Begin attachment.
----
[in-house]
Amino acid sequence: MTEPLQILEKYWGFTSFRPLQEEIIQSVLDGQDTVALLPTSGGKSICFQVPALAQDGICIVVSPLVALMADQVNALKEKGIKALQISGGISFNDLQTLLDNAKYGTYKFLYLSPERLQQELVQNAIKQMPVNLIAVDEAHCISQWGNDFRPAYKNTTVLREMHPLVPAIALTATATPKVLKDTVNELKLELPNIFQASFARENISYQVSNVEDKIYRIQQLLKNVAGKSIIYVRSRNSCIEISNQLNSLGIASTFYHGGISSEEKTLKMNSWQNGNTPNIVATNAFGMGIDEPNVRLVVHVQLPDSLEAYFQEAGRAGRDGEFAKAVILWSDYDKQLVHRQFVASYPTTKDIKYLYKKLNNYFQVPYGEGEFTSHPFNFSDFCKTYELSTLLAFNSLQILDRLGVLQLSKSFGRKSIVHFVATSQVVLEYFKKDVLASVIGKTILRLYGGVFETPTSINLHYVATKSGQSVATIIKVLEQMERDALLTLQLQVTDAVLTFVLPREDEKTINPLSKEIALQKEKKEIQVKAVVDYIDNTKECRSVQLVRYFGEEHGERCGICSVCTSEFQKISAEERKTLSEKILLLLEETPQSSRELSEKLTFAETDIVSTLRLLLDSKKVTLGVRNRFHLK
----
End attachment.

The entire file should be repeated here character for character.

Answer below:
[in-house]
Amino acid sequence: MTEPLQILEKYWGFTSFRPLQEEIIQSVLDGQDTVALLPTSGGKSICFQVPALAQDGICIVVSPLVALMADQVNALKEKGIKALQISGGISFNDLQTLLDNAKYGTYKFLYLSPERLQQELVQNAIKQMPVNLIAVDEAHCISQWGNDFRPAYKNTTVLREMHPLVPAIALTATATPKVLKDTVNELKLELPNIFQASFARENISYQVSNVEDKIYRIQQLLKNVAGKSIIYVRSRNSCIEISNQLNSLGIASTFYHGGISSEEKTLKMNSWQNGNTPNIVATNAFGMGIDEPNVRLVVHVQLPDSLEAYFQEAGRAGRDGEFAKAVILWSDYDKQLVHRQFVASYPTTKDIKYLYKKLNNYFQVPYGEGEFTSHPFNFSDFCKTYELSTLLAFNSLQILDRLGVLQLSKSFGRKSIVHFVATSQVVLEYFKKDVLASVIGKTILRLYGGVFETPTSINLHYVATKSGQSVATIIKVLEQMERDALLTLQLQVTDAVLTFVLPREDEKTINPLSKEIALQKEKKEIQVKAVVDYIDNTKECRSVQLVRYFGEEHGERCGICSVCTSEFQKISAEERKTLSEKILLLLEETPQSSRELSEKLTFAETDIVSTLRLLLDSKKVTLGVRNRFHLK